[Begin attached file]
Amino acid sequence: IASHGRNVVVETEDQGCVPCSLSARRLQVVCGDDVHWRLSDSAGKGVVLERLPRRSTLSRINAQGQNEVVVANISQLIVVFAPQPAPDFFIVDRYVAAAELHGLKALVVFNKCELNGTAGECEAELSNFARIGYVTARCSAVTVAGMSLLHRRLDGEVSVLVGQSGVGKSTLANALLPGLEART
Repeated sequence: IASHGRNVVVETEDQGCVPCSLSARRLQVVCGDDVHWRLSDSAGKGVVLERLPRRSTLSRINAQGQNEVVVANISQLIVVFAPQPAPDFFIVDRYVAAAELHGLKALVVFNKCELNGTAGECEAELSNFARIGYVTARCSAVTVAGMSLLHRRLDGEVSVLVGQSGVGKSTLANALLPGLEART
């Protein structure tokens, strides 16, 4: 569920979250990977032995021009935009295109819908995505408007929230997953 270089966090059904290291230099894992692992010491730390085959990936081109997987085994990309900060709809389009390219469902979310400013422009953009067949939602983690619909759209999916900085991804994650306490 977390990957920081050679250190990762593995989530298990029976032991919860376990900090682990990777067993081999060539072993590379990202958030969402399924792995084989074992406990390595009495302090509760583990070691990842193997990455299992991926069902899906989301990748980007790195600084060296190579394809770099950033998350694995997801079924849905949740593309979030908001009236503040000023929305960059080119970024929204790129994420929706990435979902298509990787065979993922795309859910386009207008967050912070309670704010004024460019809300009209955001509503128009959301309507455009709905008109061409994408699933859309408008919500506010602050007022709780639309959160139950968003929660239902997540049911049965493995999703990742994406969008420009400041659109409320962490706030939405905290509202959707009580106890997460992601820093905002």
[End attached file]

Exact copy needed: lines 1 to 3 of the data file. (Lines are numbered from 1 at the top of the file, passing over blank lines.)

Amino acid sequence: IASHGRNVVVETEDQGCVPCSLSARRLQVVCGDDVHWRLSDSAGKGVVLERLPRRSTLSRINAQGQNEVVVANISQLIVVFAPQPAPDFFIVDRYVAAAELHGLKALVVFNKCELNGTAGECEAELSNFARIGYVTARCSAVTVAGMSLLHRRLDGEVSVLVGQSGVGKSTLANALLPGLEART
Repeated sequence: IASHGRNVVVETEDQGCVPCSLSARRLQVVCGDDVHWRLSDSAGKGVVLERLPRRSTLSRINAQGQNEVVVANISQLIVVFAPQPAPDFFIVDRYVAAAELHGLKALVVFNKCELNGTAGECEAELSNFARIGYVTARCSAVTVAGMSLLHRRLDGEVSVLVGQSGVGKSTLANALLPGLEART
């Protein structure tokens, strides 16, 4: 569920979250990977032995021009935009295109819908995505408007929230997953 270089966090059904290291230099894992692992010491730390085959990936081109997987085994990309900060709809389009390219469902979310400013422009953009067949939602983690619909759209999916900085991804994650306490 977390990957920081050679250190990762593995989530298990029976032991919860376990900090682990990777067993081999060539072993590379990202958030969402399924792995084989074992406990390595009495302090509760583990070691990842193997990455299992991926069902899906989301990748980007790195600084060296190579394809770099950033998350694995997801079924849905949740593309979030908001009236503040000023929305960059080119970024929204790129994420929706990435979902298509990787065979993922795309859910386009207008967050912070309670704010004024460019809300009209955001509503128009959301309507455009709905008109061409994408699933859309408008919500506010602050007022709780639309959160139950968003929660239902997540049911049965493995999703990742994406969008420009400041659109409320962490706030939405905290509202959707009580106890997460992601820093905002």